The Darfur Consortium

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Member Publications

African Media Coverage

March 16-31, 2008

Nigeria: Daily Trust
“Al-Bashir and the politics of war crimes”
Published: March 28, 2023

Sudan, the largest country in Africa and once regarded as the potential breadbasket of the Arab world has in its over fifty years of independence been devastated by a series of civil wars and internal turmoil that threatened its survival. Again, the country is making the headlines, this time not for civil wars but its aftermath. The International Criminal Court (ICC) has issued an arrest warrant on President Omar Al-Bashir. The ICC has advanced reasons for this: accusations of human rights violation in the Darfur region of Sudan. The move was, according to the African Union Commission through its Chairman Mr. Jean Ping, ‘pouring fuel on the fire’. The AU is trying ‘to extinguish the fire, the ICC put more oil in the fire’, he said.

Provincial governor, Osman Mohammed Youssef said ICC prosecutor Luis Moreno-Ocampo has a ‘wicked political stance aiming at cutting the ongoing efforts to solve Darfur’s issue peacefully’, adding that Sudan is not a signatory of the ICC and the court has no jurisdiction over Sudan, its people or government. The civil war in the Darfur region, no doubt, is adjudged one of the worst humanitarian crises in history. But can the latest move by the ICC (that is the attempt to arrest the Sudanese President) help in resolving the crisis? Invariably, no! The actions of the ICC and the reluctance of the United Nations, African Union and the Arab League to bring the war to an end represent the usual double standards of international players when it affects poor countries.

Read the article here.

Rwanda: The New Times
“A Warrant of Hypocrisy”
Published: March 20, 2023

Earlier this month, the International Criminal Court (ICC) upheld the request of the court’s chief prosecutor to issue an arrest warrant for Omar Al Bashir, the president of Sudan, charging him with war crimes and crimes against humanity. Bashir responded by expelling foreign aid agencies looking after the refugee camps in Darfur.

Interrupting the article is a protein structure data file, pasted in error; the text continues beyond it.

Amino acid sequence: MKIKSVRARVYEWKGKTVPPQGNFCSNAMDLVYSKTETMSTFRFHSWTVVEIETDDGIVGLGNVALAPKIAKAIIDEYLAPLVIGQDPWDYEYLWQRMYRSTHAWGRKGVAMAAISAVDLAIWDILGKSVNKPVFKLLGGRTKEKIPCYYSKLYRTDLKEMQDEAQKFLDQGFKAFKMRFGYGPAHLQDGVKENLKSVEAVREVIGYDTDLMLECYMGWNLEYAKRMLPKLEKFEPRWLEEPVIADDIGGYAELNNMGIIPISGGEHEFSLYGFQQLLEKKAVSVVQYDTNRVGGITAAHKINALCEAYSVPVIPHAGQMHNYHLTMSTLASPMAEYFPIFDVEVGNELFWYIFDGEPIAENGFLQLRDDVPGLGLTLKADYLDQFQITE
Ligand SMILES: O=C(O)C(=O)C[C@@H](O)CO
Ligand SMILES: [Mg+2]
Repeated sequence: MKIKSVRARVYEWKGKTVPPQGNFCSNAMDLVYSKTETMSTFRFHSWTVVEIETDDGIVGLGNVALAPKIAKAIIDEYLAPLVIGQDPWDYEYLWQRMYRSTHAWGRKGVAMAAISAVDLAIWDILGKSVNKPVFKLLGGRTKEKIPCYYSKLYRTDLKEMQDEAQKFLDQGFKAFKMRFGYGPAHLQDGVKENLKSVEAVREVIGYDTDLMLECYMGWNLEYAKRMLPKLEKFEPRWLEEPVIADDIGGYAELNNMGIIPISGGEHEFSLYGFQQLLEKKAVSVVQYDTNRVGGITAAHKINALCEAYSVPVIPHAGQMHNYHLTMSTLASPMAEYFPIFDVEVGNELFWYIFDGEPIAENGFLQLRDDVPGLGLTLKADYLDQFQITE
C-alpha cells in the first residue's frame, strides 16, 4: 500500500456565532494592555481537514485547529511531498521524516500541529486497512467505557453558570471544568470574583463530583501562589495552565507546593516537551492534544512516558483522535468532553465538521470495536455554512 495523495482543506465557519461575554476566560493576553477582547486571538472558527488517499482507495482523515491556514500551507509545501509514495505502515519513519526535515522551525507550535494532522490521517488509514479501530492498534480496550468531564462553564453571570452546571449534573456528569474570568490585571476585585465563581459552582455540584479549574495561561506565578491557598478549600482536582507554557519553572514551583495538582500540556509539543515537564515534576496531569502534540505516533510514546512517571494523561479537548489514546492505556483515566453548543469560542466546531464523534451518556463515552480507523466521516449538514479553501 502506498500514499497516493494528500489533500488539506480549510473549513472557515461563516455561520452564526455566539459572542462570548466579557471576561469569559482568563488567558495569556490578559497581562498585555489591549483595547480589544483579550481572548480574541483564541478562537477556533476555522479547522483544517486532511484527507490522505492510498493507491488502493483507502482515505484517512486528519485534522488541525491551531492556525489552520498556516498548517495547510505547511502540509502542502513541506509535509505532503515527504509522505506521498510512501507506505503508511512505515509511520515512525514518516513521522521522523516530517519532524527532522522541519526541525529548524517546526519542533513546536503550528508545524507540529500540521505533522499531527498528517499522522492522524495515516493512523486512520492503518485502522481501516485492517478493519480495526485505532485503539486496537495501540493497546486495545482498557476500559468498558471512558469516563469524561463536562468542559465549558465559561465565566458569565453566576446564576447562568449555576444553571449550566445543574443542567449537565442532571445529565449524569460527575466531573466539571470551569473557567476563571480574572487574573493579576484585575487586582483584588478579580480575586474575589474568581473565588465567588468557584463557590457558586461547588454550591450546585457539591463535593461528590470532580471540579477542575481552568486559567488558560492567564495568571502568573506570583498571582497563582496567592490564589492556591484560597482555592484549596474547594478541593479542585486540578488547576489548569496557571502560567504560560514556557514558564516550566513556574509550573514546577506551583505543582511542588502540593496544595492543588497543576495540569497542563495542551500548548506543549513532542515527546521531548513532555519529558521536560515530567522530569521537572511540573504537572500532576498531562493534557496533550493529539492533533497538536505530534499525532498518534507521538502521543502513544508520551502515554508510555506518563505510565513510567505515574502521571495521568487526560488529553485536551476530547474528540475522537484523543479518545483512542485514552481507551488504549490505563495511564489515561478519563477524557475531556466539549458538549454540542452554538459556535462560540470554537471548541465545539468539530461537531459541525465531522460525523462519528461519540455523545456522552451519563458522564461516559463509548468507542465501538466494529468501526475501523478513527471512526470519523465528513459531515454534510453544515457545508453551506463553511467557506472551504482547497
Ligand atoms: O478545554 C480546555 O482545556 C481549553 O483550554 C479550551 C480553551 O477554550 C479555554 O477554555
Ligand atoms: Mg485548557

This is the first time that a sitting head of state has been indicted for war crimes, with reaction around the world mainly divided between those who hailed the move as a great step for international justice and those who condemned it as colonialism. Both positions are hopelessly buried in intellectual and moral fog.

The warrant was no leap forward. From the legal point of view, it makes no difference whether the accused is a sitting or former head of state. But it makes an enormous practical difference that an incumbent ruler can do a lot more future damage to his people than an ex-ruler, and therefore should be given no incentive to retaliate.

As a result of Bashir’s policies, 300,000 people are estimated to have died and 2.7 million displaced in Darfur. The expulsion of the aid agencies has put over a million Darfuris at risk of epidemics and starvation. According to the statute that established the ICC, the prosecutor is required to ensure that any prosecution is in the interests of the victims as well as of justice. But to lawyers like the ICC prosecutor, the abstract claims of justice are more vivid than any concrete duty of protection. In this case, justice comes with poisoned arrows.

Read the article here.

Uganda: Daily Monitor
“After chest thumping and defiance, Bashir opts for a ‘friendlier’ court”
Published: March 18, 2023

Banking on its allies in the UN Security Council, Sudan is pushing to defer the warrant of arrest of President Omar al-Bashir. Sudan wants the matter handled by the UN Security Council in the hope it will be forwarded to the International Court of Justice which handles international disputes but not criminal suspects writes Emeka-Mayaka Gekara

Reality is fast dawning on Sudanese President Omar al-Bashir. That Khartoum plans to refer the warrant of arrest issued by the International Criminal Court to the “friendlier” International Court of Justice after Mr Bashir’s defiance and scornful chest-thumping, could be a sign of his realisation that the odds are highly against him.

The warrant issued last week by the International Criminal Court had effectively reduced him to a pariah and a fugitive who will be boxed in his country and friendly states, mainly in Africa and the Arab world.

Read the article here.



African Voices
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African Security Dialogue and Research (ASDR)

African Women's Development and Communications Network (FEMNET)

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